with an individual's elementary human rights including the right to
liberty, a strict construction must be placed on such statutory
provision. (see Dadoo Ltd and Others v Krugersdorp Municipal Council
1920 A.D. 530 at 552). He also referred to a decision of the South
African Appellate Division in which it was held, with reference to
Section 34(1) of the South African Act 25 of 1913, that the words "is
being charged with any crime or offence" in that section were
equivalent to "is being tried for any crime or offence"
(see Attorney General Transvaal v Additional Magistrate Johannesburg
1924 AD 426).
that if the legislature wished to deprive a person of his or her
liberty in respect of the offences in question it should have stated
clearly that the non-bailability provisions also apply after
conviction. Its failure to do so was an indication that it did not
intend to do so.
It is, of
course, obvious that by the amendment to Section 3(1) of the
principal Order the scope of the Order was narrowed, the words "any
case involving" being of wider ambit than "any person
charged with". This said, however, the fact remains that the
legislature intended to deny the granting of bail to persons facing
charges of contravention of non-bailable offences. Those charges do
not disappear but remain in esse both at conviction and thereafter.
The conviction is a conviction of the
person of the offence on which he was charged. Even on the
interpretation of the words "being charged with" being
equivalent to "being tried for" (which I do not necessarily
agree is the meaning of "charged", the case cited by Mr.
Ntiwane being one in reference to a particular Section of the South
African Children's Protection Act 25 of 1913 which is not in pari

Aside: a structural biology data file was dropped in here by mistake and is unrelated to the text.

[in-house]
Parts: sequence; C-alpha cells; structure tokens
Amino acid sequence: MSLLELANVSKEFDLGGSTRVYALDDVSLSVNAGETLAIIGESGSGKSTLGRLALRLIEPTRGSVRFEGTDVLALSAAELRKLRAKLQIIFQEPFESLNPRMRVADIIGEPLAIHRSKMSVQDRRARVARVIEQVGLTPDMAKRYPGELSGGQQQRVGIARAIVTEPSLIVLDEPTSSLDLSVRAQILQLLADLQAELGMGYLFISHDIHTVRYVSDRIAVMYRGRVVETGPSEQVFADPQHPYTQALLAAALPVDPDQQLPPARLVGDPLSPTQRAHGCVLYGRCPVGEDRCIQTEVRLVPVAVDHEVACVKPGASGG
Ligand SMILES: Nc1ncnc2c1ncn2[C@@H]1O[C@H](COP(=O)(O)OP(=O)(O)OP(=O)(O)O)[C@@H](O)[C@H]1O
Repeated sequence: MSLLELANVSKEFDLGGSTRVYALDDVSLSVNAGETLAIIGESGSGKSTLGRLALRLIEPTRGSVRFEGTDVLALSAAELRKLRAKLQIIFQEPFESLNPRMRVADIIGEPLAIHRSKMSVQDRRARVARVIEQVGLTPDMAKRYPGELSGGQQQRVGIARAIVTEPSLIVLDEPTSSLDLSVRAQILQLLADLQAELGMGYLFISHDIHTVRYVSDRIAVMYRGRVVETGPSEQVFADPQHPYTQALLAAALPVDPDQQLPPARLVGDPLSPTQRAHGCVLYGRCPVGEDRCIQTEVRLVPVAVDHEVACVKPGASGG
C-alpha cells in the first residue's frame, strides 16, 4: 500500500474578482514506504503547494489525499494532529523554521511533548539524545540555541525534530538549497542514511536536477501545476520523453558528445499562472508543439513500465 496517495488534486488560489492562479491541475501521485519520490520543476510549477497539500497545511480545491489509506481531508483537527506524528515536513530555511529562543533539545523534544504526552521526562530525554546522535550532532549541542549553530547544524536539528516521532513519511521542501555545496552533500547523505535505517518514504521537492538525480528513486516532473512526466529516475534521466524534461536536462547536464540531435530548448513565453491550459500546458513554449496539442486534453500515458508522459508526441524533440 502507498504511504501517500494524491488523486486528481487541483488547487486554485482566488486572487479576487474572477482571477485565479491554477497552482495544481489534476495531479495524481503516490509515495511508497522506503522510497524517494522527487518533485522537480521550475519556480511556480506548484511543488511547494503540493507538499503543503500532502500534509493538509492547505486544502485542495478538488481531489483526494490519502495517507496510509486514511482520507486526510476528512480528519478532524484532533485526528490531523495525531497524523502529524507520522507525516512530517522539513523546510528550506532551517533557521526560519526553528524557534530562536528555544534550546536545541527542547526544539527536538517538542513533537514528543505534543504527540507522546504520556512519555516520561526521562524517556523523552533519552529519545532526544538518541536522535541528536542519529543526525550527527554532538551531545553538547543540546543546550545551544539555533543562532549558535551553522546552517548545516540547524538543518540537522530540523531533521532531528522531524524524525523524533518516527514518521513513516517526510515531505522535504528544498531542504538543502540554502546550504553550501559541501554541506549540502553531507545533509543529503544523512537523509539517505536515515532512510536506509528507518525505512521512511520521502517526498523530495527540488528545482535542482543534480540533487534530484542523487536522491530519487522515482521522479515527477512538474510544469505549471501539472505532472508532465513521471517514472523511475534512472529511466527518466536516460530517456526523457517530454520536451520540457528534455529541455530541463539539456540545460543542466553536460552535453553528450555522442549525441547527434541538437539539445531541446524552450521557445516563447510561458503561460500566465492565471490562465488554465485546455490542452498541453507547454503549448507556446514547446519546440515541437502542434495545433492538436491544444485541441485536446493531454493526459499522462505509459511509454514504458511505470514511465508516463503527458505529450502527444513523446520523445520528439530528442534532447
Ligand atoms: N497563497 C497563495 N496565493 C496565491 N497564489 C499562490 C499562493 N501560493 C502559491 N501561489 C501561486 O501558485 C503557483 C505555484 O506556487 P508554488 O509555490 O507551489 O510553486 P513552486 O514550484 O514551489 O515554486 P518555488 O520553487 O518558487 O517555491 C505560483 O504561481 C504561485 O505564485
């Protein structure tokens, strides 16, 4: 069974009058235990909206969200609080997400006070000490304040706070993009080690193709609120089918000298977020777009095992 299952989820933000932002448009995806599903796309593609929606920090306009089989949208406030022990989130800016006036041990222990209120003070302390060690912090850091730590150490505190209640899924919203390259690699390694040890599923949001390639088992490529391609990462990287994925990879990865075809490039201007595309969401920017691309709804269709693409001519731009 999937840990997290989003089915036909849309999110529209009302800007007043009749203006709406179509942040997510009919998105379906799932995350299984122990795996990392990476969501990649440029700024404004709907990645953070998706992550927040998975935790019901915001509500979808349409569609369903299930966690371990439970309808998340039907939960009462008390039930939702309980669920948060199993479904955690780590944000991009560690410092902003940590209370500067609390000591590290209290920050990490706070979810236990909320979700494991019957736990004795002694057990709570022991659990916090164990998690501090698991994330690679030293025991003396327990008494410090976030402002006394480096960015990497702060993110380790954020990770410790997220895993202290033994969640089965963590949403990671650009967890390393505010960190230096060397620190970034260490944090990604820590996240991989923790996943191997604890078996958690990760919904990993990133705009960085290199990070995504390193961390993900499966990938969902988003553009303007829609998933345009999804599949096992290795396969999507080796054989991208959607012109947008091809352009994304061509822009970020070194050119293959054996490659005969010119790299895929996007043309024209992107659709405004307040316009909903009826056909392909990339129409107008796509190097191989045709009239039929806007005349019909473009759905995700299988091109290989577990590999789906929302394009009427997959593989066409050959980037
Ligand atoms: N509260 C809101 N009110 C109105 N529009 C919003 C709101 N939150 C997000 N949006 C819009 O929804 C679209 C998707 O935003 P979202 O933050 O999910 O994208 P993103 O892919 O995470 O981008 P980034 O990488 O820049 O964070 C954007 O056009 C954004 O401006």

materia with what is concerned here) the conviction is part of the
trial. It follows that any appeal against such conviction is an
appeal against the conviction of the accused person of the offence on
which he was charged. His appeal is concerned with no other charge.
A further -
and to my mind - highly pertinent consideration is one advanced by
Mrs. Dlamini in her argument on behalf of the Crown. It is this. It
is a well-known canon of construction in the interpretation of
statutes that -
construction should be adopted which is more consonant with and
better calculated to give effect to the intention of the enactment".
per Hoexter J A
in South African Transport Services v Olga and Another 1986 (2) SA
684(A) at 697) It is an equally well-known principle that in
interpreting a statute the Court will avoid an interpretation which
would result in an absurdity (see Venter vs Rex 1907 T.S. 910 at 919;
Shenker vs The Master and Another 1936 AD 136). As Mrs. Dlamini
submitted, to say that a person should be a bonded man or woman where
prior to conviction such person is in law presumed innocent but can
be a free man once found not innocent would be a manifest absurdity
and result in a mockery of the criminal justice system.
legislature, in my view, intended to deprive persons who commit
non-bailable offences of access to bail. To so deprive such persons
both prior to and, also, pending appeal after conviction, would
result in an interpretation of the Non-Bailable Offences Order which
would be more consonant with and better calculated to give effect to
the enactment and would also avoid an obvious absurdity.
that the appellant is not entitled to bail pending his appeal. It is
accordingly not necessary to consider whether the Court a quo was
correct or not in holding that the appellant had no reasonable
prospects of success on appeal.
against the refusal by the Court a quo to grant bail to the appellant
pending his appeal is accordingly dismissed.
TEBBUTT, J A
LEON, J P
SHEARER, J A